Section 2 attempts to bypass the "full faith and credit" clause of the US constitution. Many if not most constitutional experts believe that clause requires states to recognize essentially all marriages solemnized in other states.

Section 3 prohibits the federal government from following 1,138 laws that define benefits, rights, and protections to married couples when the two spouses are of the same sex. Some of the discrimination enforced by DOMA are that same-sex married couples are:

  • Not permitted to be buried together in a national veterans' cemetery.
  • Not eligible for the Public Safety Officers' Benefits Program that covers public safety officers killed in the line of duty. This is both a death benefit and an education benefit.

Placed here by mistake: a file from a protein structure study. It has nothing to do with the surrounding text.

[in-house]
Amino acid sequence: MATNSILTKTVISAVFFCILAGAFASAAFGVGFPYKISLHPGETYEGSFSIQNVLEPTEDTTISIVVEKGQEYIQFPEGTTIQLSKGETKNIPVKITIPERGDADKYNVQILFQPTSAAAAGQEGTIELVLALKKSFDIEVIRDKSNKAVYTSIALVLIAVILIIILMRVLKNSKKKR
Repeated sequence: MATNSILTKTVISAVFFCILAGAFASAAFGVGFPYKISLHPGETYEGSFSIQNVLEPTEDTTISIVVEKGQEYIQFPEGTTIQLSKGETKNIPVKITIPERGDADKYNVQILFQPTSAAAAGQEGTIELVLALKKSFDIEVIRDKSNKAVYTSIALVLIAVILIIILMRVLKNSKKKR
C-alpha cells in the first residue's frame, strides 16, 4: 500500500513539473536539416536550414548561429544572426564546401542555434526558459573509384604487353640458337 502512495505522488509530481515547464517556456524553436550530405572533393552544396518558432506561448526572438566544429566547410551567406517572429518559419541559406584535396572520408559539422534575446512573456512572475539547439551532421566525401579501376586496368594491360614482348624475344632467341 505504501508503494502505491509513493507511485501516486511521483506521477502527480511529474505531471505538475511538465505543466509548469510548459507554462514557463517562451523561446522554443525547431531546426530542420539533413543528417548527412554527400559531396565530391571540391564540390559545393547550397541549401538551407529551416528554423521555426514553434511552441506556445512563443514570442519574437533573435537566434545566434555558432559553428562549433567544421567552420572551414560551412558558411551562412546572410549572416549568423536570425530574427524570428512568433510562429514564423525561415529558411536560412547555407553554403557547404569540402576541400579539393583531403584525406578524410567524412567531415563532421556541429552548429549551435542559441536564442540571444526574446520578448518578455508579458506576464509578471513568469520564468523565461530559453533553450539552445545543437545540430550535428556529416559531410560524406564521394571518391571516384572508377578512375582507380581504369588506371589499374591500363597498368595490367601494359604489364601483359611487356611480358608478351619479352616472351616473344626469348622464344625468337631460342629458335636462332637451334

• Not eligible to file federal income taxes jointly.
  • Not eligible to receive a survivor pension of a spouse who was federally employed.
  • Not eligible for Social Security survivor and spousal benefits.
  • Required to pay income tax on the presumed value of health insurance taken out for a spouse.
  • Not eligible to average income with one's spouse for income tax purposes.
  • Not permitted to add one's spouse to a federal family health plan.
  • Not allowed to access medical leave.
  • Not eligible to inheret the family home without incurring taxes.
  • Not permitted to sponsor a non-citizen spouse. 12

The law does not prevent same-sex marriages. It is still up to each state to define who it allows to marry. Any state can decide to: